That’s what’s exciting about these developments: the opportunity to enhance the artistic workflow, Grant asserts. “You still must do the animation of the character. But you can now add an extra level of realism that used to be prohibitive in terms of time and money.” The film business adage of ‘Time, Quality, Cost: Pick Two’ still holds true.
A trend that’s worth watching is the use of virtual production techniques like LED walls to bring synthetic backgrounds onto live-action sets. This approach was highlighted in ILM’s SIGGRAPH presentation of The Mandalorian last year, and Grant says that the current ET features a breakdown of LED effects in Warner Bros.’ The Batman, with VFX supervisor Dan Lemmon (an Oscar winner for The Jungle Book) presenting in-camera effects shots.
Grant explains, “LEDs are projected light, not the reflected light used in rear projection. The actors sit in an environment, and are actually being lit.”
This harkens back to the obvious rear projection used in Hitchcock’s classic films. Grant observes, “LED walls are the replacements for that. They speed up the process.” He notes that LED walls were used for the creation of the exteriors rolling past the train windows in the most recent Murder on the Orient Express. And the use of large LED walls has led to massive upgrades of the stages where Marvel shoots hybrid movies like The Avengers.
“Here’s the crazy thing,” Grant remarks, “People are now trying to do phased recordings at a normal rate of 23.99 — but they’re alternating frames on the LED wall. They can record the in-camera VFX on one stream and an LED greenscreen background, so they can do some compositing work later. It’s imperceptible to the eye, but it’s putting a greenscreen back there so that you can still capture an actor live against greenscreen while you’re capturing them lit by the effects team. It’s a different type of filmmaking.”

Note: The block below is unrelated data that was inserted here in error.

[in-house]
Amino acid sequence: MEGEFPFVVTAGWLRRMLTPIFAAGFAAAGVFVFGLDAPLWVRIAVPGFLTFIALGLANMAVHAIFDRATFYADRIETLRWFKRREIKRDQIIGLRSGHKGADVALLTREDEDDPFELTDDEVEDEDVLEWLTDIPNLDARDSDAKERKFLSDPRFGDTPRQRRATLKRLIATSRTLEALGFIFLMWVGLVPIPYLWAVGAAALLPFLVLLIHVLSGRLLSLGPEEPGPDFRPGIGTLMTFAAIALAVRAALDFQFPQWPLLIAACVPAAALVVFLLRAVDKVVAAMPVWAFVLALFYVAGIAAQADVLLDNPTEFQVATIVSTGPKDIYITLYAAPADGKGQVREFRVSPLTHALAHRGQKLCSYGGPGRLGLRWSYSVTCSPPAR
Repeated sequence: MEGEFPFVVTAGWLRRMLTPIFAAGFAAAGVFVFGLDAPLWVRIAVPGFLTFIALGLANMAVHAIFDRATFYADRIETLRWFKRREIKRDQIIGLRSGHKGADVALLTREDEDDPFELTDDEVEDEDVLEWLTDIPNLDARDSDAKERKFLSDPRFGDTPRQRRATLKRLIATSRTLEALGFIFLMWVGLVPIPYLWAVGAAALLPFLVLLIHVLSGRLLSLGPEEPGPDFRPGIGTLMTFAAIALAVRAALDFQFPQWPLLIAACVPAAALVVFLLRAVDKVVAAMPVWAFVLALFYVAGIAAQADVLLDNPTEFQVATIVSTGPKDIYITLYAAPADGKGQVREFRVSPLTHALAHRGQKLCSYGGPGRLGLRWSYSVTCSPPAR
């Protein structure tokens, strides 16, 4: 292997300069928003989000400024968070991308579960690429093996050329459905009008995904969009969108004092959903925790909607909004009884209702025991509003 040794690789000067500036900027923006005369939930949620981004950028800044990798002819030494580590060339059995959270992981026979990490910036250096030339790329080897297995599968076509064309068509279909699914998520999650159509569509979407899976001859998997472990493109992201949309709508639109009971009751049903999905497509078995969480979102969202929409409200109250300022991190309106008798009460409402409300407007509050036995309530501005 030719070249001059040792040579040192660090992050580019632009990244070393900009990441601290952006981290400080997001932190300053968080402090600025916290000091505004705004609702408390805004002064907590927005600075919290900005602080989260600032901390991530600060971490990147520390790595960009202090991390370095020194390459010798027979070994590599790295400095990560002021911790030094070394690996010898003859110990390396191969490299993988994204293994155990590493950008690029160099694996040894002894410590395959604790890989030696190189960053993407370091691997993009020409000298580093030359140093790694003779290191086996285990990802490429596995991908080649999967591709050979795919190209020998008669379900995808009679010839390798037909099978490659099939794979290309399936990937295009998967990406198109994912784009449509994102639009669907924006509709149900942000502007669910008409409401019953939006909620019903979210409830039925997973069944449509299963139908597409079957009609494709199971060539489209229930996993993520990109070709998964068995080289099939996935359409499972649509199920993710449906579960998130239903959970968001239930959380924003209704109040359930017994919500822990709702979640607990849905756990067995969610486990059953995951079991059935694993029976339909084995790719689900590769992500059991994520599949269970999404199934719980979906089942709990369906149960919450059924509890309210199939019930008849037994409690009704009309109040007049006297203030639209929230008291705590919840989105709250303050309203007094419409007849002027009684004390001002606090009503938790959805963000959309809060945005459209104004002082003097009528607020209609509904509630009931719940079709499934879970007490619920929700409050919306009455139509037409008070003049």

As a veteran technologist, Grant keenly watches software trends at SIGGRAPH. He’s long been involved with tool development, including Digital Domain’s popular compositing tool Nuke. “I managed the first generation of Nuke to be released,” he recalls. While Nuke became commoditized, Grant says, “Companies still use proprietary tools. At Animal Logic we use an internal renderer called Glimpse. DreamWorks and Framestore have their own renderers. And Pixar developed RenderMan to establish dominance, not to make a profit.”
A trend Grant is now watching is the proliferation of open-source tools. “It may not make sense for companies to keep some of their components proprietary — whether it’s a file format or a library,” he points out. “ASWF is developing an open-source playback tool to rule them all based on open source contributions from Autodesk, DNEG and Sony so that so none of us has to invest internal proprietary efforts in our own playback tool . When you’re talking about a differentiator, my playback tool is not differentiating my studio. There are more and more toolsets in the open-source community, which help lift all boats.”
Proprietary efforts are more likely to remain focused on areas like procedural software — like Animal Logic’s fabric simulation tool Weave, used to produce convincing cloth for the Peter Rabbit films. “Proceduralism is about finding ways to have machines do things that are hard to do by hand.”
The goal is to not waste artists’ time doing something that could be done via computer. “Independent films like Everything Everywhere All at Once could not have been made without the broad commoditization of effects,” Grant believes. “They created 500 VFX shots and 90% of them were done by five artists.”
He’s heartened by the trend that more indie films may be spotlighted at SIGGRAPH. That’s notable, given that this is not Grant’s first rodeo. He previously oversaw the Electronic Theater back in 2003. “Nineteen years later, I’m doing the same job!” he says with a smile.